Quick Ways to Build Equity: Equity is the percentage of market value that you own in your home. Your lender owns the rest, so your goal should be to pay the lender’s share (the principal) down and build your share (equity) up.
You don’t need to go to extreme lengths to pay down your mortgage. Just follow these few easy tips:
- Buy wisely. Buy as much home as you can without straining your resources, so you can occupy your home longer. Moving and closing costs eat away equity.
- Pay a little extra. Pay a little more every month toward reducing your principal. Use bonuses or cash back on your credit cards to apply to your mortgage. Making one extra payment a year could shorten your loan payoff by as much as four years, saving you thousands of dollars in interest.
- Pay off other debts. Don’t incur new debt. Spend less on automobiles, dinners out and other expenses. Pay off credit cards and student loans as quickly as you can, so you’ll have more money available to pay toward your mortgage.
- Make improvements. Keeping your home repaired and updated helps you preserve equity by making market value higher.
- Let time work for you. Think of your home as a savings account where the money you put in can be retrieved one day – with interest. Historically, homes have increased in value as much as three percent a year in normal markets, which is a great way to build instant equity.
Remodeling Trend to Rise: According to the Federal Reserve, the primary residence accounts for about one-quarter of all assets held by households, ahead of other financial assets, business interests and retirement accounts.
It’s important to protect the value of your home by keeping it repaired and updated. Not only does an update make a home more attractive, it should improve functionality, make it more comfortable, increase the enjoyment, and increase the value, upping the chances of a higher resale price.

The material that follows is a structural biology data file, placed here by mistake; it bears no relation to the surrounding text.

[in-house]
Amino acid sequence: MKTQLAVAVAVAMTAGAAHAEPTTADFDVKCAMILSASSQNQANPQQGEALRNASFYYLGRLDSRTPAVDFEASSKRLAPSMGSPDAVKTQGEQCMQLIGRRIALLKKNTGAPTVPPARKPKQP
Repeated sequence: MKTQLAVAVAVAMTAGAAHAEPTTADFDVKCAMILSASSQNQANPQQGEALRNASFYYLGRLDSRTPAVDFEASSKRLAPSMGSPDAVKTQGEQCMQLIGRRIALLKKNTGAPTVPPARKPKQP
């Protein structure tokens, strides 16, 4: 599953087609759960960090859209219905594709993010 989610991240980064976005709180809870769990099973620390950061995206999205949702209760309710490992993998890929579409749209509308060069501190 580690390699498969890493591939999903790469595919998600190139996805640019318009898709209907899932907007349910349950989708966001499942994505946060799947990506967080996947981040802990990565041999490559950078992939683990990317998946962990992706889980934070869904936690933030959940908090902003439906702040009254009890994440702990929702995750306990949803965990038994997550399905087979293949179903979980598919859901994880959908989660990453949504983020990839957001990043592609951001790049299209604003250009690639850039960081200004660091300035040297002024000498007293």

If you’re planning on making home improvements, you’re in good company. Home improvement spending is expected to increase by seven percent over the next year, according to research by the Joint Center for Housing Studies of Harvard University. Homeowners will spend about $350 billion on updates by mid-year 2019, confident that they’re making a good investment, thanks to rising home values and a growing economy.
How are they spending their money? The National Association of Home Builders (NAHB) said in May 2018 that bathrooms have overtaken kitchens as the number one remodeling choice.
NAHB surveys of homeowners who recently remodeled their homes found that over four out of five remodeled baths (81%) while 78% remodeled kitchens. Nearly half of respondents replaced doors, remodeled whole homes or added a room to existing homes. Most homeowners start with smaller projects such as new front doors, green-friendly appliances, programmable thermostats, low-emissivity windows and new HVACs.
As home remodeling continues to be popular, you will likely to see increased benefits from your home improvements.
Too many Clothes, No Down Payment: Crazy fashion trends do more than strain closet space. They can sometimes send the message that trendiness is more important than building wealth. Here’s to save the money you spend on new clothes for something more rewarding – a down payment on your own home.
Reduce your wardrobe. Consign, donate or give away clothes you haven’t worn in a year or two. Keep anything that goes with at least three other items, like a jacket that works with a dress, skirt and blouse, or jeans.
Take better care. Fast fashion doesn’t last, so when you wash clothes, turn pants, skirts and blouses inside out first. Don’t use wire hangers. Fold knits instead of hanging them. Your clothes will look better and last longer.
Buy less. If you buy something for $100, look at how long the season is to wear it (four months) and how many times you’ll actually wear it (17). Take the cost ($100) and divide by the number of wearings. That’s a tax of $5.88 every time you wear it.
Bank the money. If you spend $200 a month on clothes, try a year without buying anything new and let that $200 multiply in a savings account, 401K, or CD. That’s $2,400 that could grow with compound interest and investment growth. In three years, you could have over $10,000 or more and that’s a good start toward owning a home.